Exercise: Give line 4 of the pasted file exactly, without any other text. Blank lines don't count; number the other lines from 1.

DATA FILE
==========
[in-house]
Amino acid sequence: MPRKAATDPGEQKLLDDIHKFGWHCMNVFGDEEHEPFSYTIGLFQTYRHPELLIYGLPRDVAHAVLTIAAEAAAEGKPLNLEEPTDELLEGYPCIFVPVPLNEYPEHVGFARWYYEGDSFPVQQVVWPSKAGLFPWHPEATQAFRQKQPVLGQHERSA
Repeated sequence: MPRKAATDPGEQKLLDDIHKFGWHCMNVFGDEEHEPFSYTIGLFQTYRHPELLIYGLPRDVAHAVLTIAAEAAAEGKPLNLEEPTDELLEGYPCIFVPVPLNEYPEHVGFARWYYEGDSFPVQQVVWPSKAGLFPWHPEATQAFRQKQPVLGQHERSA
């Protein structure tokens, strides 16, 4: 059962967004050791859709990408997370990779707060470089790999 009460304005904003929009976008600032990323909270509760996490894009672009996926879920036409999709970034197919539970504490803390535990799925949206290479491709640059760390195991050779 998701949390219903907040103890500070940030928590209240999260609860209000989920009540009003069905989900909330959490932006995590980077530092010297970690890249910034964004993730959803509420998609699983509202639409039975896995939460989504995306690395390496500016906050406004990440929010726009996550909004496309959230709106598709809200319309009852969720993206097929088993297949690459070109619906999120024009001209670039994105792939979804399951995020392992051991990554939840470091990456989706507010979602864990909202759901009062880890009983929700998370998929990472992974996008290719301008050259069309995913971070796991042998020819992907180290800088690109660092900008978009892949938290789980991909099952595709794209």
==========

């Protein structure tokens, strides 16, 4: 059962967004050791859709990408997370990779707060470089790999 009460304005904003929009976008600032990323909270509760996490894009672009996926879920036409999709970034197919539970504490803390535990799925949206290479491709640059760390195991050779 998701949390219903907040103890500070940030928590209240999260609860209000989920009540009003069905989900909330959490932006995590980077530092010297970690890249910034964004993730959803509420998609699983509202639409039975896995939460989504995306690395390496500016906050406004990440929010726009996550909004496309959230709106598709809200319309009852969720993206097929088993297949690459070109619906999120024009001209670039994105792939979804399951995020392992051991990554939840470091990456989706507010979602864990909202759901009062880890009983929700998370998929990472992974996008290719301008050259069309995913971070796991042998020819992907180290800088690109660092900008978009892949938290789980991909099952595709794209």